URBANA – If you felt like December’s weather was mild – you’re right.
According to provisional data, December 2021 was the fifth warmest December on record. The average statewide temperature was 39.4 degrees Fahrenheit – more than nine degrees above average.
It was the warmest December on record in Carbondale, the third warmest in St. Louis, Springfield and Peoria, the fourth warmest in Rockford and Champaign-Urbana and the fifth warmest in Chicago.
Illinois State Climatologist Trent Ford says this falls in line with the general climate change trend.
“Every single season in Illinois has gotten warmer,” he says. “And winter has warmed at a faster rate than all the other seasons.”
Among the winter months, he says, December has warmed at the fastest rate.
“December is becoming more of a colder fall month than a winter month,” he says.
Uncharacteristically warm December temperatures are becoming increasingly characteristic as the global climate continues to change. According to a report from The Nature Conservancy, the number of extremely cold days in Illinois has already and will continue to decrease significantly over the next century.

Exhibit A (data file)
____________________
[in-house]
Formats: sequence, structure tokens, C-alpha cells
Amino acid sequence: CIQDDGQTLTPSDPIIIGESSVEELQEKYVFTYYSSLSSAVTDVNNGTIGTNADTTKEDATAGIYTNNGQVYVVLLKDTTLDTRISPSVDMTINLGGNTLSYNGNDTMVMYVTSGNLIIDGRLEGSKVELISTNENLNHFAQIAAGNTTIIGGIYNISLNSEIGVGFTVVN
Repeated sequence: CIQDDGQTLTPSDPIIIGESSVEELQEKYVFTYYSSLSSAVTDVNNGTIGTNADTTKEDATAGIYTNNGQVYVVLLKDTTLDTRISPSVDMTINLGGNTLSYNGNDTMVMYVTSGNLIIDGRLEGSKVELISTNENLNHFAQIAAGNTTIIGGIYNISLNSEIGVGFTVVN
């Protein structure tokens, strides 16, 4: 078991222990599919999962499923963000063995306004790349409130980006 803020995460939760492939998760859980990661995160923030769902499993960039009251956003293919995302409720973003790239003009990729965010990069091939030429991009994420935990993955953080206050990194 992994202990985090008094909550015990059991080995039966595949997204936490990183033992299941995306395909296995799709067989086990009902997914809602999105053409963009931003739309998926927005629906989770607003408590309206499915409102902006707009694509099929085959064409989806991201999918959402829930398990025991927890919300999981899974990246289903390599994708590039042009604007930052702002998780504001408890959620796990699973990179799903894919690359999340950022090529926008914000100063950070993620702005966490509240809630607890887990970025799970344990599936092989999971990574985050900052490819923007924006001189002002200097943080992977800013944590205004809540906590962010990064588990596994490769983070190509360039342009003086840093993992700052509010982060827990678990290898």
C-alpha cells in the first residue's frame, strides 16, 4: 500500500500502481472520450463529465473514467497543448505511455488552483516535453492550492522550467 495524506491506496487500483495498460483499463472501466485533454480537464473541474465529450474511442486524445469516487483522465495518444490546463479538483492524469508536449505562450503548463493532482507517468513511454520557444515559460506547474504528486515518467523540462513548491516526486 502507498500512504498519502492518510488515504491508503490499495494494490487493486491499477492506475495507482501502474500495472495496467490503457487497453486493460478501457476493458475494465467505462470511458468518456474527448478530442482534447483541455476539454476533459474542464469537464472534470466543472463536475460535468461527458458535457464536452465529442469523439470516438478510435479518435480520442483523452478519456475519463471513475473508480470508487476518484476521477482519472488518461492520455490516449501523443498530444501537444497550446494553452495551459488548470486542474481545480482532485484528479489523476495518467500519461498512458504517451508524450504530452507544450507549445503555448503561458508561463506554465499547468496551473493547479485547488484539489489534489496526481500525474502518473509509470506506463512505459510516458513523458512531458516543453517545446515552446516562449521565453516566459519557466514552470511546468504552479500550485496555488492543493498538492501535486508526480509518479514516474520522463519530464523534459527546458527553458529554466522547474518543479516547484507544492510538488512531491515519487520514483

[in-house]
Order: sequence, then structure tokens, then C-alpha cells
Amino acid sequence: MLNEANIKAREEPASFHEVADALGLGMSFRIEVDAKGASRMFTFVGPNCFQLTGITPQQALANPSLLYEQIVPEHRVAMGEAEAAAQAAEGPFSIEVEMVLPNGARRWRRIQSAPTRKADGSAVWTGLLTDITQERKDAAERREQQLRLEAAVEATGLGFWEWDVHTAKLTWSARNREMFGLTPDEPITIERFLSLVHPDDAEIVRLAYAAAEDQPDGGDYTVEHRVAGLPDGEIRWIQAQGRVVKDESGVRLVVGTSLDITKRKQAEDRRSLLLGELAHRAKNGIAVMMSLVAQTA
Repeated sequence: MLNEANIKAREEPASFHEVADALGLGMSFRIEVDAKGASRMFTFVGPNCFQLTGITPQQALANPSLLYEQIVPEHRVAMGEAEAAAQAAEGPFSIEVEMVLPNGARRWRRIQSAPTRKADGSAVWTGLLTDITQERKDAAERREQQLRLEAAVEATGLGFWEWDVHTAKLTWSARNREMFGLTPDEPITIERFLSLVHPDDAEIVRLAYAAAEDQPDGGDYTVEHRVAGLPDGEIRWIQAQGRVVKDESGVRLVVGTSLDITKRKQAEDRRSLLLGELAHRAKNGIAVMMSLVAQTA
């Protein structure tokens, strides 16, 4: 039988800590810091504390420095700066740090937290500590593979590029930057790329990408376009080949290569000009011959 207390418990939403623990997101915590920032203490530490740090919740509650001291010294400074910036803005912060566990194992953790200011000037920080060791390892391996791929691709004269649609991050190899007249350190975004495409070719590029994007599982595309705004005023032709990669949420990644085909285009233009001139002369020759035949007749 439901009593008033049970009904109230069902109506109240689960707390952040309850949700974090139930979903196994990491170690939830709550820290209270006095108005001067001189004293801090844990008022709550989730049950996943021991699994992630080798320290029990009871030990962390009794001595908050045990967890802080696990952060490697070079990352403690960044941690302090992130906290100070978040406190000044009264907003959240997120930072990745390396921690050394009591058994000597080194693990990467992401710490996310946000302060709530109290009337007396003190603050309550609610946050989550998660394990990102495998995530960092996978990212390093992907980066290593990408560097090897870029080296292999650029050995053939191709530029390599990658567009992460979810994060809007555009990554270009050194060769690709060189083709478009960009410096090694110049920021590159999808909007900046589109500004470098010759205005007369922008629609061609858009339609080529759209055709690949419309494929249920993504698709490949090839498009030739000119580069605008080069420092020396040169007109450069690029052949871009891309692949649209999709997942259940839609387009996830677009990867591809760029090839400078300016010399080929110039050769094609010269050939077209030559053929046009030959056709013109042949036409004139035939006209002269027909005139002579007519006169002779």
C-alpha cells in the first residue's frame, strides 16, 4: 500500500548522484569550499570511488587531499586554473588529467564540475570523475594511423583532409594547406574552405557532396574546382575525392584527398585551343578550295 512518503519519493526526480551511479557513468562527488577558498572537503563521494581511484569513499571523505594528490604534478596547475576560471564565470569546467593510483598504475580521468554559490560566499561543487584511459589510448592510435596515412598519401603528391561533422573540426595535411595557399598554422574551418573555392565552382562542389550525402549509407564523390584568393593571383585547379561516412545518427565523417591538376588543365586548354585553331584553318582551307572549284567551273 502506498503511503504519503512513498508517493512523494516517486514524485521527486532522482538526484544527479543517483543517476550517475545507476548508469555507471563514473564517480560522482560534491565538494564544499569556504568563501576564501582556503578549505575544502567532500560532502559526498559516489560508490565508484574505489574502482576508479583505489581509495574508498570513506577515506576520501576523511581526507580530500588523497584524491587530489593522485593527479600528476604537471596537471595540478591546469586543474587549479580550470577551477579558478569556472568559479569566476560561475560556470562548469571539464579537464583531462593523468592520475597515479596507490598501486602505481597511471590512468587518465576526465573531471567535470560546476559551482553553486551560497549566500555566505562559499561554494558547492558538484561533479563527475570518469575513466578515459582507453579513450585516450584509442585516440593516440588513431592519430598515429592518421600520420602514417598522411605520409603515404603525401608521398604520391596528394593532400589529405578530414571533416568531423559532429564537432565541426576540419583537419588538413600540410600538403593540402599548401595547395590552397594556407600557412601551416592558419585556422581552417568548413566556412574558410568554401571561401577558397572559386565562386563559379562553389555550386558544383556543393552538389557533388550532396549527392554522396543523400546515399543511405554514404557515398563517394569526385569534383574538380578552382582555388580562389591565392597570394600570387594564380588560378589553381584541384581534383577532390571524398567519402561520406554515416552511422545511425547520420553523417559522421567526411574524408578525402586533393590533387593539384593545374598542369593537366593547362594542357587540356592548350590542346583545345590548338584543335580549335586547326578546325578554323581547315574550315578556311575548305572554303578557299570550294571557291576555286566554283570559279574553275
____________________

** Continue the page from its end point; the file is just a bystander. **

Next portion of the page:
Climate scientists also predict snowfall in Illinois will largely turn to rainfall – as it did in December. Some areas in Illinois, including Chicago, recorded their first measurable snowfall later than ever before. Overall, snowfall was 1-8 inches below normal in December 2021.
Warmer winter temperatures can have a variety of impacts across the state – especially within the agriculture industry.
Ford says not all impacts are necessarily bad.
“When we get the warm extension into December, what that does is it extends that field work season before they need to wrap things up before we get that real winter weather that now we’ve gotten here in January,” he says. “So that can actually be beneficial.”
The warmer weather also helped Illinoisans save on their home heating bills, he says.
However, he says warmer weather can also increase the prevalence of pests on farms and in homes.
Ford says on the whole, 2021 was warmer and wetter than normal (though he’s still waiting on official numbers, which are due out later this month). But he says there was a lot of variability across the state. For example, northern Illinois experienced drought early in the year, while central Illinois couldn’t seem to dry out. The city of Rockford had its fifth driest year on record, while Bloomington-Normal (two hours south of Rockford) had its sixth wettest year on record.
Going forward, Ford says models show the coming months could continue to bring above average precipitation in the form of both rain and snow.
In its most recent report, the United Nations’ Intergovernmental Panel on Climate Change demonstrated that humans are unequivocally responsible for the effects of climate change.
Dana is a reporter for Illinois Public Media. Follow her on Twitter @DanaHCronin